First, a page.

10.15.2009

2009 Law Symposium Weekend Discusses Intersection of Media and the Law

Just when does government regulation of the media go too far? Or, does it ever not go far enough? Even if a particular regulatory act is constitutional, is it prudent?

The 2009 Law Review Symposium attempted to answer these questions October 9 – 10, 2009.

Regent Law Review Editor in Chief, Benjamin Eastburn, commented on the forum topic’s timeliness. “We chose ‘Media and the Law’ because of its seemingly universal presence in political discussions and news stories over the past year,” he said. “People have heard a lot about the Fairness Doctrine, television and internet regulation, et cetera. Discussing these topics was a necessary step towards informing the legal community on the difficult questions our symposium posed.”

The weekend started on Friday with a kick-off banquet featuring special guest Judge Andrew P. Napolitano. He entertained and challenged guests with a lively look at the foundations of 1st amendment freedoms.

Judge Napolitano, former New Jersey Superior Court Judge, serves as FOX News’ senior judicial analyst. He joined the network in 1998, has hosted television and talk radio shows, and is currently the host of FOX’s Freedom Watch.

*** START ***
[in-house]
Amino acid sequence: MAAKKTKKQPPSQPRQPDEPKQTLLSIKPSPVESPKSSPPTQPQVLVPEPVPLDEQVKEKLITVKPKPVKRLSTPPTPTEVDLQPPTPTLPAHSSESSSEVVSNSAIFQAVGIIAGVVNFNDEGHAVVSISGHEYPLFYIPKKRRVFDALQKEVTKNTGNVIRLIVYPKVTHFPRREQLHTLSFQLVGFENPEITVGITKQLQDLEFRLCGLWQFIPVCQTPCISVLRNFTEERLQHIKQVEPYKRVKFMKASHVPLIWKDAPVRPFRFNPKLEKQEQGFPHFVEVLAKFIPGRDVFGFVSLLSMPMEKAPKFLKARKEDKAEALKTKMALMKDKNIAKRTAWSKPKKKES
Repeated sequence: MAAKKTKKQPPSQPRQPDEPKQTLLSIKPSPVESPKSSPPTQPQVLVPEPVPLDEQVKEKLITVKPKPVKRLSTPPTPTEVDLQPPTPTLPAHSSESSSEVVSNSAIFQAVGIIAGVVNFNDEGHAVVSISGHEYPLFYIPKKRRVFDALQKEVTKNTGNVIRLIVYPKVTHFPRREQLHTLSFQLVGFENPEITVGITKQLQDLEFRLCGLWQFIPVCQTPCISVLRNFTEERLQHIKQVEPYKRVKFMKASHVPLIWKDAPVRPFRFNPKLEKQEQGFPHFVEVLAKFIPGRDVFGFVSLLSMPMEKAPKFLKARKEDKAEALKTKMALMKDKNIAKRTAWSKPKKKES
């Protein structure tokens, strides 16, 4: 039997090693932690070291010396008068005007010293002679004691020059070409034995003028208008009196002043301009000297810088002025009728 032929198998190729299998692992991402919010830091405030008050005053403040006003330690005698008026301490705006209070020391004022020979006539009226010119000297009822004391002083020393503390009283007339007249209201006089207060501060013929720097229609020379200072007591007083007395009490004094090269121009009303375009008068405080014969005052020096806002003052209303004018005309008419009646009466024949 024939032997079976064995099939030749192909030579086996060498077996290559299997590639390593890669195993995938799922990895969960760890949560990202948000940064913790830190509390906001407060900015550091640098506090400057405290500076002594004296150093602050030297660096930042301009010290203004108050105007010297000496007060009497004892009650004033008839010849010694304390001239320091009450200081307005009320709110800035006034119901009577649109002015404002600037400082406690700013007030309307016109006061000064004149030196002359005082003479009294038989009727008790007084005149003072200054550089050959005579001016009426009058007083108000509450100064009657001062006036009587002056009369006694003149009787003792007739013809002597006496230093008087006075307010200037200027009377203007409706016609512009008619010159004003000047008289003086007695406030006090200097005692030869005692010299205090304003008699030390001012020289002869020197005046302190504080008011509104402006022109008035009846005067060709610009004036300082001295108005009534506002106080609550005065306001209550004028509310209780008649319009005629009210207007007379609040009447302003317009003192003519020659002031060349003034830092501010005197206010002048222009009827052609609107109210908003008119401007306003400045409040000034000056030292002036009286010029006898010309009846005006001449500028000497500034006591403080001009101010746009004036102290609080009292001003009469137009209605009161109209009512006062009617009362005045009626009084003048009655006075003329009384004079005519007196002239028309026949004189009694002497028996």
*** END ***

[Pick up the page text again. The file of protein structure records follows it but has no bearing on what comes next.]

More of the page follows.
The discussion continued with the Distinguished Symposium Panel on Media and the Law on Saturday morning. Congressman Trent Franks (AZ-2), a high-profile sponsor of numerous bills designed to protect the family, including the "Child Obscenity and Pornography Bill,” moderated the panel of speakers.

Asst. Prof Marvin Ammori of the University of Nebraska College of Law and General Counsel of Free Press; Asst. Prof. Adam Candeub of Michigan State University College of Law; Prof. Christine A. Corcos of the Louisiana State University Law Center; Prof. Patrick M. Gary of the University of South Dakota School of Law; and Prof. Lili Levi of the University of Miami School of Law engaged in an interesting dialogue about government regulation of mass media and the internet.

While guests represented the entire gamut of viewpoints on media and law issues, they often demonstrated consensus on questions such as whether Congress should protect children from indecent material on the television and internet. The debate, however, sparked around the scope of that and other regulations.

So, does government go too far in regulating media? Or not far enough? Watch for the symposium edition of the Regent Law Review in Spring 2010 to read the distinguished panelists’ responses. Visit the Regent Law Review site to pre-order your subscription today.